Many programmers get overwhelmed when they initially approach a problem. An effective approach to help solve the problem, regardless of size, is to logically divide the problem into parts. In this tutorial, we discuss the basic python program that counts from 1 to 10.
For example, let’s code program that counts from 1 to 10. Each time the count increments we want to display a new number, and to help with the concept of code blocks we are going to show what happens after we reach 10. One approach to help in the development of a workflow is to use pseudocode.
Let’s Make a Plan (pseudocode!) for the basic python program that counts from 1 to 10
I like to keep things organized on my computer, so first create a folder, put it in your “documents” folder or someplace similar. I created a folder called,
Step 1: set count to 1
Step 2: display count
Step 3: increment count
Step 4: repeat step 2 and step 3 until count = 10 + 1
Step 5: if count = 11, display “Counting Complete”
Learning to code is hands-on, so open up your code editor, and enter the following code. Do not copy and paste no matter how tempting it is. Doing so will hinder learning.
It is always recommended to follow the Style Guide for Programming Pyhton Code. Follow the link below for details
# Python 2.7 count = 1 # Code block 1 while count < 11: print count count = count + 1 # Code block 2 if count == 11: print 'Counting complete.'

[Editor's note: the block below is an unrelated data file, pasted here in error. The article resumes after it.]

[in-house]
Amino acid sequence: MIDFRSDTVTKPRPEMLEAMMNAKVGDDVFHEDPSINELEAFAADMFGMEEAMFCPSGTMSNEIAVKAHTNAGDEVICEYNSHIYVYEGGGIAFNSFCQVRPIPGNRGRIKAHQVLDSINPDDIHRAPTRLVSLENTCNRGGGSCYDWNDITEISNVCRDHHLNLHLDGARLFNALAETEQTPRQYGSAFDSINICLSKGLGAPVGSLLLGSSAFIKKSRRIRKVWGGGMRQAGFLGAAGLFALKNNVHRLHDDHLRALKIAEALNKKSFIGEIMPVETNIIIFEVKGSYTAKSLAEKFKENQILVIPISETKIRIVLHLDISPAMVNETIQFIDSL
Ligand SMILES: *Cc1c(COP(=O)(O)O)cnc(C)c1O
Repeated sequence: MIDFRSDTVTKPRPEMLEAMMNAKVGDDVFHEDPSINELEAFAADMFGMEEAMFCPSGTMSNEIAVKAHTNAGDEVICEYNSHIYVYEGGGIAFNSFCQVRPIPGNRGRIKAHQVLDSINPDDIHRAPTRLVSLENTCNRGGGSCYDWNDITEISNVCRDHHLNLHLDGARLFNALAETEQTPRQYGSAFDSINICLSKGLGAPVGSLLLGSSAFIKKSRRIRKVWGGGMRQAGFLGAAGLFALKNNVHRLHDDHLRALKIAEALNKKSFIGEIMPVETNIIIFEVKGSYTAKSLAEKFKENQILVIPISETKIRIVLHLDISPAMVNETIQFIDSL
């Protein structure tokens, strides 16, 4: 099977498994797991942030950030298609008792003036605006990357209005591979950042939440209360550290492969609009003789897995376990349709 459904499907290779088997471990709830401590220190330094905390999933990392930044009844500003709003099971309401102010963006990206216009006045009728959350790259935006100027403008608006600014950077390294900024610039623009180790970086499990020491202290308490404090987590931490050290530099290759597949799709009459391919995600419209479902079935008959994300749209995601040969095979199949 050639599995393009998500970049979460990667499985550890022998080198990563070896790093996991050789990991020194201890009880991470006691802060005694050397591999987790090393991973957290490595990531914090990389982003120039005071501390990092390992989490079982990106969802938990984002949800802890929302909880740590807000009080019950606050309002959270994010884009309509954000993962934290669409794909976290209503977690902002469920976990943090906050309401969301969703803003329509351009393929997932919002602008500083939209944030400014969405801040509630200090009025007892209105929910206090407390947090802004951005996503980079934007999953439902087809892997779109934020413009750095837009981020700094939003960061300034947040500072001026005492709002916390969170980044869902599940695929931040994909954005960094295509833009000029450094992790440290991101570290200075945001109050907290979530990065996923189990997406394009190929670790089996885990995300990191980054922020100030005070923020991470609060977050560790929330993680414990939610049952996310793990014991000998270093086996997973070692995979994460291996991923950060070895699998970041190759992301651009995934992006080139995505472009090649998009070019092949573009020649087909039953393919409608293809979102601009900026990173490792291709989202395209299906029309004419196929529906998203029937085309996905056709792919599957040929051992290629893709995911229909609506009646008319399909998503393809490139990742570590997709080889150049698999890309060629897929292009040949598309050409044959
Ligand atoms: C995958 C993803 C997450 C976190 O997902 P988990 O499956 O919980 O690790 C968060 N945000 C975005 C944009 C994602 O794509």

# Python 3 count = 1 # Code block 1 while count < 11: print(count) count = count + 1 # Code block 2 if count == 11: print('Counting complete.')
Note that the first line of each example has a # (hash character), followed by a space and then an explanation. This is an inline comment. Such comments have a number of purposes, but for the most part, they are used to either explain code or summarize a specific approach a developer took. Do the comments in the above examples make sense to you? If not, change them.
Finally, as you will soon come to find out, comments are ignored by Python when the code is executed.
Did you notice that the examples use both single =, and double ==? This can be confusing.
- n the expression count = 1, the = assigns the value of 1 to the variable named count.
- In the conditional, if count == 11:, the == compares the value of count with 11, returning a boolean True or False. Can you tell what the statement evaluates to in the above example after each iteration?
Save the file as count_to_ten.py in the folder you created then exit the editor. Open a terminal or command prompt and navigate to the folder you created.
Now run the code of Basic Python Program: python count_to_ten.py
And the output should look something like this:
Congrats! You just wrote your first program.